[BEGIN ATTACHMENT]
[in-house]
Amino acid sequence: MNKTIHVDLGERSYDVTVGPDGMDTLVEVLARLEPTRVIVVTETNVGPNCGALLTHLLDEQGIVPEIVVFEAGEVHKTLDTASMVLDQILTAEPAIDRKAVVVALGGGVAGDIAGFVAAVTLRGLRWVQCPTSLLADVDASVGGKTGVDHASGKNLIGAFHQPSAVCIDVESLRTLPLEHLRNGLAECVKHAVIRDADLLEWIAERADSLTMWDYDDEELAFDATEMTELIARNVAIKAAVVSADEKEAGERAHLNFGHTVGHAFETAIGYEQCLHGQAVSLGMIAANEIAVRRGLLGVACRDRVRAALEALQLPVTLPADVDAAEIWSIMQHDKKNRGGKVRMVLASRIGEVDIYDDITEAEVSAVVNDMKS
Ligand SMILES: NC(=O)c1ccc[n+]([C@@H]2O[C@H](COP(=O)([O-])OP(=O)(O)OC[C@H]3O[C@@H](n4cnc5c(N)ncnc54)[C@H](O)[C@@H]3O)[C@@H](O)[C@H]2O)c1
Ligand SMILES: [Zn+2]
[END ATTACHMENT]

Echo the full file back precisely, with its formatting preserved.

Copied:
[in-house]
Amino acid sequence: MNKTIHVDLGERSYDVTVGPDGMDTLVEVLARLEPTRVIVVTETNVGPNCGALLTHLLDEQGIVPEIVVFEAGEVHKTLDTASMVLDQILTAEPAIDRKAVVVALGGGVAGDIAGFVAAVTLRGLRWVQCPTSLLADVDASVGGKTGVDHASGKNLIGAFHQPSAVCIDVESLRTLPLEHLRNGLAECVKHAVIRDADLLEWIAERADSLTMWDYDDEELAFDATEMTELIARNVAIKAAVVSADEKEAGERAHLNFGHTVGHAFETAIGYEQCLHGQAVSLGMIAANEIAVRRGLLGVACRDRVRAALEALQLPVTLPADVDAAEIWSIMQHDKKNRGGKVRMVLASRIGEVDIYDDITEAEVSAVVNDMKS
Ligand SMILES: NC(=O)c1ccc[n+]([C@@H]2O[C@H](COP(=O)([O-])OP(=O)(O)OC[C@H]3O[C@@H](n4cnc5c(N)ncnc54)[C@H](O)[C@@H]3O)[C@@H](O)[C@H]2O)c1
Ligand SMILES: [Zn+2]